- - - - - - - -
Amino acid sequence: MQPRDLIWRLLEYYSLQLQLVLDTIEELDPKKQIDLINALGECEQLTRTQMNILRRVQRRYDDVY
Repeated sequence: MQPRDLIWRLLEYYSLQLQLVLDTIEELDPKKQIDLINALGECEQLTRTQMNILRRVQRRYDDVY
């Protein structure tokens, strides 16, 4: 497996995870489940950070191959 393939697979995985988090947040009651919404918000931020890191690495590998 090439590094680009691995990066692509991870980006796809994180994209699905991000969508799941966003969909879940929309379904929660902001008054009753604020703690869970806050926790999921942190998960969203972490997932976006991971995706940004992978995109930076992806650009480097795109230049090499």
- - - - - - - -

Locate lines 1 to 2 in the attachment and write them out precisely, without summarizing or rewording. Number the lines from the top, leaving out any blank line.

Amino acid sequence: MQPRDLIWRLLEYYSLQLQLVLDTIEELDPKKQIDLINALGECEQLTRTQMNILRRVQRRYDDVY
Repeated sequence: MQPRDLIWRLLEYYSLQLQLVLDTIEELDPKKQIDLINALGECEQLTRTQMNILRRVQRRYDDVY